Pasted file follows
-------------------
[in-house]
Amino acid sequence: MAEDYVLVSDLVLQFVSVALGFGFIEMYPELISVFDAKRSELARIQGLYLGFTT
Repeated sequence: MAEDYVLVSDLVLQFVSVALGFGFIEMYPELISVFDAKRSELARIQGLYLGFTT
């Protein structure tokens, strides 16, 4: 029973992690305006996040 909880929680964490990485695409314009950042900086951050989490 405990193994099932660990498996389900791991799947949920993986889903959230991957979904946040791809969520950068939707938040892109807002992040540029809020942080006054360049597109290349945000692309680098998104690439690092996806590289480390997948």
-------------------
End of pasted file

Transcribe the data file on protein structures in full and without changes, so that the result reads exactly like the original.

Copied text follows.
[in-house]
Amino acid sequence: MAEDYVLVSDLVLQFVSVALGFGFIEMYPELISVFDAKRSELARIQGLYLGFTT
Repeated sequence: MAEDYVLVSDLVLQFVSVALGFGFIEMYPELISVFDAKRSELARIQGLYLGFTT
């Protein structure tokens, strides 16, 4: 029973992690305006996040 909880929680964490990485695409314009950042900086951050989490 405990193994099932660990498996389900791991799947949920993986889903959230991957979904946040791809969520950068939707938040892109807002992040540029809020942080006054360049597109290349945000692309680098998104690439690092996806590289480390997948």